My Homeowners Advocate Reviews
They got out their hammers, drills and other tools to work on the house for the organization’s annual “Women Build” day.
The LSU’s Tiger Girls Dance Team, along with several regular volunteers, worked from 8 a.m. to 2:30 p.m. Saturday, erecting all four walls on the house on E. McKinley Street, half a mile from LSU’s north gate, where Hall will sign mortgage papers and live in a few months.
Owning a house before she turned 30 was Hall’s goal.
“Now, I’m going to accomplish that,” she said. “I’ve been coming out every Saturday. I like being out on site, hammering, painting and all that stuff.”
Lifting single mothers out of poverty by building homes -- the organization has built 330 houses in Baton Rouge since 1989 -- is fertile ground in Louisiana’s capital city, where a quarter of people live in poverty, according to census data. That 25 percent figure is 10 points higher than the national rate.
In north Baton Rouge, where Hall lives now, the numbers are worse.
But like thousands of other renters driven by the damage of the floods into the face of a suddenly tight housing market where rents are skyrocketing, no one seems certain of what comes next. And unenviable choices are often the only ones.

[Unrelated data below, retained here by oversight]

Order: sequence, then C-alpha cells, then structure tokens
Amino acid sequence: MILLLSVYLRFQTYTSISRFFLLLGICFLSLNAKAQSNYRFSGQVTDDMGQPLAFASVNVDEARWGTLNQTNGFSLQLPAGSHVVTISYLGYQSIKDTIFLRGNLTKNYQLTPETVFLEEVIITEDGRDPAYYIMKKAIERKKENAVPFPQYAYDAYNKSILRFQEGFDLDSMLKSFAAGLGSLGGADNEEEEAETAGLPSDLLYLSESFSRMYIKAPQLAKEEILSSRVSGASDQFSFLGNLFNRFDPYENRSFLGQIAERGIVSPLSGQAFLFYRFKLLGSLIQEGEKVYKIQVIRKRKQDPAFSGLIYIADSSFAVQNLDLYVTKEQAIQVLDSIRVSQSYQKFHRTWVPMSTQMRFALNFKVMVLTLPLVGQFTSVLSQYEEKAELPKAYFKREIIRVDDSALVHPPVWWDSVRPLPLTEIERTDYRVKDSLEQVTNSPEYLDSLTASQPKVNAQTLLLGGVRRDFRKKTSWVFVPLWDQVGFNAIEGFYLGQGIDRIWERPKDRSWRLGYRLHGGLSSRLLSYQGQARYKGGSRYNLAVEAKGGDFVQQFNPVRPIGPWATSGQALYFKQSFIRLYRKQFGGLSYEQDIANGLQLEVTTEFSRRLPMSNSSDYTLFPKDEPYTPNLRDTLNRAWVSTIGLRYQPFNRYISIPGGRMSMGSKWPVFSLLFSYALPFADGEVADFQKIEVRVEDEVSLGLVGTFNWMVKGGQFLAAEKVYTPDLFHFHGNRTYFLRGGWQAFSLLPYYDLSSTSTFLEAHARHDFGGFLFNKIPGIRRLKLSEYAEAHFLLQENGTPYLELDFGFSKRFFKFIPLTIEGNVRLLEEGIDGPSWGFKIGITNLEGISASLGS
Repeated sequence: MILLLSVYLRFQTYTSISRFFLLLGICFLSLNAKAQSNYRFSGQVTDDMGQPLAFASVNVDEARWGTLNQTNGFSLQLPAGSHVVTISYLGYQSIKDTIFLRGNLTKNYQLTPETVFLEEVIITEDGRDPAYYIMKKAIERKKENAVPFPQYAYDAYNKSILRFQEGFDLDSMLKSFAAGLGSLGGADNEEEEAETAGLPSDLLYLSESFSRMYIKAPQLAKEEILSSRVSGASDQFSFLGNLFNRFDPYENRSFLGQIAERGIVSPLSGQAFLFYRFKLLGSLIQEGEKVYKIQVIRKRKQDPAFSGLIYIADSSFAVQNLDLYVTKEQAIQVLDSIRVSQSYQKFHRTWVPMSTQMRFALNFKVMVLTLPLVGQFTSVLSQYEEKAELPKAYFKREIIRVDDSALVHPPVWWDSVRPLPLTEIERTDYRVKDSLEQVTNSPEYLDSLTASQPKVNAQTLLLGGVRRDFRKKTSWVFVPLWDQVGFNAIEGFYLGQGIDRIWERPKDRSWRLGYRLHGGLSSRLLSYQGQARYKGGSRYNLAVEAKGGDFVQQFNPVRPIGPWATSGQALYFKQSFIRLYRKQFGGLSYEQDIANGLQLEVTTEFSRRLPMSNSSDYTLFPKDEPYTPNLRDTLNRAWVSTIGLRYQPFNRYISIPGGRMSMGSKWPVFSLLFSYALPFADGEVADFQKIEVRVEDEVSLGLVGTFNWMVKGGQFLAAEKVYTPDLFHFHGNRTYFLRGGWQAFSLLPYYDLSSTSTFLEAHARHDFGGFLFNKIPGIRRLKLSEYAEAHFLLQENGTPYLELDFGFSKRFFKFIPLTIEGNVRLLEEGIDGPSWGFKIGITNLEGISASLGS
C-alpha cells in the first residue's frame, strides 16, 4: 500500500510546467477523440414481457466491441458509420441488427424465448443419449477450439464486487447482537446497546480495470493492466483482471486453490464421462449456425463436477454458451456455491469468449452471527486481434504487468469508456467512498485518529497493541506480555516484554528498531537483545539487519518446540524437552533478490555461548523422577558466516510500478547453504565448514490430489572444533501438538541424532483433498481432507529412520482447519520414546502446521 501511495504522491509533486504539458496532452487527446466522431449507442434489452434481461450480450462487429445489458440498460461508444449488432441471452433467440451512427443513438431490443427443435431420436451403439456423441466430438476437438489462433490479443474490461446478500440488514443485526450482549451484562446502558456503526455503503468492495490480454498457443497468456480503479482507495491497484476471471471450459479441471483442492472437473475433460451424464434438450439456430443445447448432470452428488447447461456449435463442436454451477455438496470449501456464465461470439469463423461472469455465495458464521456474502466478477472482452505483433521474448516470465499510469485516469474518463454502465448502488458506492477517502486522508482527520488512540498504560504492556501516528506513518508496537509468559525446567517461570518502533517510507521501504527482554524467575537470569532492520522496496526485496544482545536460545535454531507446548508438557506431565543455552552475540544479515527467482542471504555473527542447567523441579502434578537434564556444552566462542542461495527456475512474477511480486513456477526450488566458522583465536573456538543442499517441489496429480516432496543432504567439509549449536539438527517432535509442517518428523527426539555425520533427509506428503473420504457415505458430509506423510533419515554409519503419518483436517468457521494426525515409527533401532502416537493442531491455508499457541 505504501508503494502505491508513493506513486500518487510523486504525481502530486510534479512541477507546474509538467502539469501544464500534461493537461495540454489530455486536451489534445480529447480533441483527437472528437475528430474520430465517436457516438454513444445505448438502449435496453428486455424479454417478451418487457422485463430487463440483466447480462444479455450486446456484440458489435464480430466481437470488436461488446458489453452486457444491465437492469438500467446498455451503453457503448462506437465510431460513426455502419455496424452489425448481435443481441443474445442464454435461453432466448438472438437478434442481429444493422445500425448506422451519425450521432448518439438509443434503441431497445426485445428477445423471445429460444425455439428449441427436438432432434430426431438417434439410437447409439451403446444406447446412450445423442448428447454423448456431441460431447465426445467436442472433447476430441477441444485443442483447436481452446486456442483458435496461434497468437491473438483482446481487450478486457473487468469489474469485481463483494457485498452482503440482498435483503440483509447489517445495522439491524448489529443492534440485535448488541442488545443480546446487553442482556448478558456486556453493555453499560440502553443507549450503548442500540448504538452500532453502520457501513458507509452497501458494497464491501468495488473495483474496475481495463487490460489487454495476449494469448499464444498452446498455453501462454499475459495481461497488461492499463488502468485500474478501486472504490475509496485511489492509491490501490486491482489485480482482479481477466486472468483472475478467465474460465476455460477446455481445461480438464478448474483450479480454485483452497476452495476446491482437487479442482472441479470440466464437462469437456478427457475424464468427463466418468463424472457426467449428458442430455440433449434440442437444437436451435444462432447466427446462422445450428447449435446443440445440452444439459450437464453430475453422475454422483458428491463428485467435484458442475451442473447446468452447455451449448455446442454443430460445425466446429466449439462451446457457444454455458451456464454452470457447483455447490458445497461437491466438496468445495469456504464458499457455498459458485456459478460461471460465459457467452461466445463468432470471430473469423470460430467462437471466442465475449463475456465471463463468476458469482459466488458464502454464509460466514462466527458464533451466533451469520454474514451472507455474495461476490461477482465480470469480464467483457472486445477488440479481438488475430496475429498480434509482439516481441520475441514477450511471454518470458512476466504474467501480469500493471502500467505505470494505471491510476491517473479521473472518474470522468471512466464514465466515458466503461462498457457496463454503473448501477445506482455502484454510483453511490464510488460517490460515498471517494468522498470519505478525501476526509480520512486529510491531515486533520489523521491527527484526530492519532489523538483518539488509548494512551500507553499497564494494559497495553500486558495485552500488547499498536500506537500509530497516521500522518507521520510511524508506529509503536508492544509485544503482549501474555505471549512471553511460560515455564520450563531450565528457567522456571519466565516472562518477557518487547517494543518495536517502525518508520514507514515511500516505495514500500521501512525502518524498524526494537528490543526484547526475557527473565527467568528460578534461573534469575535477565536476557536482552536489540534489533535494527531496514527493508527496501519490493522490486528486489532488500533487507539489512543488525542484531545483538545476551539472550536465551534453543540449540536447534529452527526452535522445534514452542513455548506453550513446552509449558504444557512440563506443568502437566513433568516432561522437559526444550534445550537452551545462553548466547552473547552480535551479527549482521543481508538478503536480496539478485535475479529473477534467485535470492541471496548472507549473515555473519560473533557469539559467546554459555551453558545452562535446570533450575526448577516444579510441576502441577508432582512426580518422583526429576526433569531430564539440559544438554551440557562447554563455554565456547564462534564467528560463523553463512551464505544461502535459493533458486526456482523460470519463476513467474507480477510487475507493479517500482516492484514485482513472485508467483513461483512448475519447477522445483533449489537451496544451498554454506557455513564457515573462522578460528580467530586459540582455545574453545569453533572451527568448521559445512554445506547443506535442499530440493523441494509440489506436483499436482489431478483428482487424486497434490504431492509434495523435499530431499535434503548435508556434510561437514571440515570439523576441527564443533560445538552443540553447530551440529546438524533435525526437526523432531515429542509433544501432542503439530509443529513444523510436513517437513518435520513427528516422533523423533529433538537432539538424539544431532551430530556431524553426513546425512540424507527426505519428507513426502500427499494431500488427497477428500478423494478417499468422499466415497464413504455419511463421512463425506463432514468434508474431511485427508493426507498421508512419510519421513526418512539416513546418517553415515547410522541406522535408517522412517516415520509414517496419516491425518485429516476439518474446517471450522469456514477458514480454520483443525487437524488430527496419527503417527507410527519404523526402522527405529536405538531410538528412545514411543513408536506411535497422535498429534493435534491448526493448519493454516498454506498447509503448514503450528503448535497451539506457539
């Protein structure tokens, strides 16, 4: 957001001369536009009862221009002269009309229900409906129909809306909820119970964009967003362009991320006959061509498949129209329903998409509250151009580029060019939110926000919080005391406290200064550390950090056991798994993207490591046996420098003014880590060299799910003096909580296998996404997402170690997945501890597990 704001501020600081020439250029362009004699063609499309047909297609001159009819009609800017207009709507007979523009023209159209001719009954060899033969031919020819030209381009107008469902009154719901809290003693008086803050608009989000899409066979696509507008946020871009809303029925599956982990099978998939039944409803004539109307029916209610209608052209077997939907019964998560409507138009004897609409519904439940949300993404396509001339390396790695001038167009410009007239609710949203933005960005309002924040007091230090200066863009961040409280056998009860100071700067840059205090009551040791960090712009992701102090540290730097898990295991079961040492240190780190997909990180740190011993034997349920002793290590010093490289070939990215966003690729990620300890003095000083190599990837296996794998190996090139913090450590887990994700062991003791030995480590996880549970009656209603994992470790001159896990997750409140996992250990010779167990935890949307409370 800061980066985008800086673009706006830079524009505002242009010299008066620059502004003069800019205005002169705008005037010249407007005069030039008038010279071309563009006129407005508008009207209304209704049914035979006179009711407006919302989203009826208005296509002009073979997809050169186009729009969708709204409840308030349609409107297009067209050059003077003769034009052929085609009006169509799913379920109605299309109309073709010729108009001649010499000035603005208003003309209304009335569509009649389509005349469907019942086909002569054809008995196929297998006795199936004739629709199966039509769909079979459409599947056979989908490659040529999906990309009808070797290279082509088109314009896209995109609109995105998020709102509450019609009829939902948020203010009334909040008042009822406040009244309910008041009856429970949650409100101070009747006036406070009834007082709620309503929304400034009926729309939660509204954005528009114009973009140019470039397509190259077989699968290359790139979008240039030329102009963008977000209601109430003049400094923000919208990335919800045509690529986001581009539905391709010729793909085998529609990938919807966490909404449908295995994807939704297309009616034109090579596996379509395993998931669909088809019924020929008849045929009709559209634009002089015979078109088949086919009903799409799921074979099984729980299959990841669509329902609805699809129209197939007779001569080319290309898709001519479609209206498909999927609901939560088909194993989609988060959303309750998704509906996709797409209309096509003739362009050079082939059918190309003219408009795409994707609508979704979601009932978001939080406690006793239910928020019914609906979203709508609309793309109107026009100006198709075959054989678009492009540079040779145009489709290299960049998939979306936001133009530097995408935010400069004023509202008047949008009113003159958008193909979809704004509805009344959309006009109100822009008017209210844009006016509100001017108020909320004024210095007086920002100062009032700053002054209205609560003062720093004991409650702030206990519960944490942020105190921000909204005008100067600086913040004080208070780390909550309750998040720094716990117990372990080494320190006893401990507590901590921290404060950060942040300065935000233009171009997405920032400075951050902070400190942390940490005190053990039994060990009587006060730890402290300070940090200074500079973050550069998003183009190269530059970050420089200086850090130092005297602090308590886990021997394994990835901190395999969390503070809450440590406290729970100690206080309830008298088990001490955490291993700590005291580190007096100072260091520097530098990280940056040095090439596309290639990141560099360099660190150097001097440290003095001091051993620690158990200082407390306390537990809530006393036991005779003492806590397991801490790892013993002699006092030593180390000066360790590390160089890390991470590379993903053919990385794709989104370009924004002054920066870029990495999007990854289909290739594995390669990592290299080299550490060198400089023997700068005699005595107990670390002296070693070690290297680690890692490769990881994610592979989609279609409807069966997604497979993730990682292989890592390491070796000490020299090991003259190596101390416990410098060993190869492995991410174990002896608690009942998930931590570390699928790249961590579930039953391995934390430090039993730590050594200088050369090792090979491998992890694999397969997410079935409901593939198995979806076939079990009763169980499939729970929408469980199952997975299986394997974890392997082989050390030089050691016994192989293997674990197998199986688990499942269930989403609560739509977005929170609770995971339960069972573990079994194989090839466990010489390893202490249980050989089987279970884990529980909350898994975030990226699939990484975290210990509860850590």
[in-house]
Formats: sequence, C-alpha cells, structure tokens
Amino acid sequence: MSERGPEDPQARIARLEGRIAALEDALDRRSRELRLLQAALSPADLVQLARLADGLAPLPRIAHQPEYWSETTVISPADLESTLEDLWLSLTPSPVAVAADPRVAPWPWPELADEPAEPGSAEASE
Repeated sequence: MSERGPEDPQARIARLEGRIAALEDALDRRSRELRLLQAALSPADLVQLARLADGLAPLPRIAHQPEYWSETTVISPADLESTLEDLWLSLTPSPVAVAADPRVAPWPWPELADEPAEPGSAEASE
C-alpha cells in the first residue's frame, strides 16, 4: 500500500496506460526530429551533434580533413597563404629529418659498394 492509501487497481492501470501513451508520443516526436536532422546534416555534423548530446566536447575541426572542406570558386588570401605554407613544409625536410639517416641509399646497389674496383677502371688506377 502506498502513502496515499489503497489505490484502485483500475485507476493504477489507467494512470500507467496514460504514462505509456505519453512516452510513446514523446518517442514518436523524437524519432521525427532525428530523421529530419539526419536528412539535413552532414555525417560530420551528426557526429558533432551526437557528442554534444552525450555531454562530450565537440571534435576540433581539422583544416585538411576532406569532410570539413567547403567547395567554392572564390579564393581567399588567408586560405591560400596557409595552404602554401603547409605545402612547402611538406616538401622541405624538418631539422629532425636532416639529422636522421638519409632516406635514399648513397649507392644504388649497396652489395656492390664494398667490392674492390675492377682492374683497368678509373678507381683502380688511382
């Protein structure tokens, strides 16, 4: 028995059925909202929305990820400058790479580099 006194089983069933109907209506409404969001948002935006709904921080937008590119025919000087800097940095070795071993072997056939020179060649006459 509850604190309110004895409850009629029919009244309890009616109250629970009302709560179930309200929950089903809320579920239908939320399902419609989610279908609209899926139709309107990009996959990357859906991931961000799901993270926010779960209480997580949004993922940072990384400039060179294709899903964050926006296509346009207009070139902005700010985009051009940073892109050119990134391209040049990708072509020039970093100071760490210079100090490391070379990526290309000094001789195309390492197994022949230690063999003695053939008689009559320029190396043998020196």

Simply put, the flooding that left thousands of families homeless have thrown the local housing market into chaos. Analysts and industry representatives say vacant apartments around Baton Rouge are now exceedingly rare and that prices to rent them are rising.
It's difficult to quantify how many renters are confronting the same kinds of situations as Philley. So, too, it is hard to measure the full extent of the damage flooding has dealt to the capital region's rental stock.
Though some analysts track larger apartment complexes like Philley's, scarce data is available about small rental properties such as the duplexes and shotgun homes that make up much of the rental housing available in Baton Rouge.
Arrangements like Philley's -- paying reduced rent in an effort to hold on to her apartment while it is under repair -- are likely legal under Louisiana's laws, attorneys and legal experts say, although the exact terms of each rental agreement vary.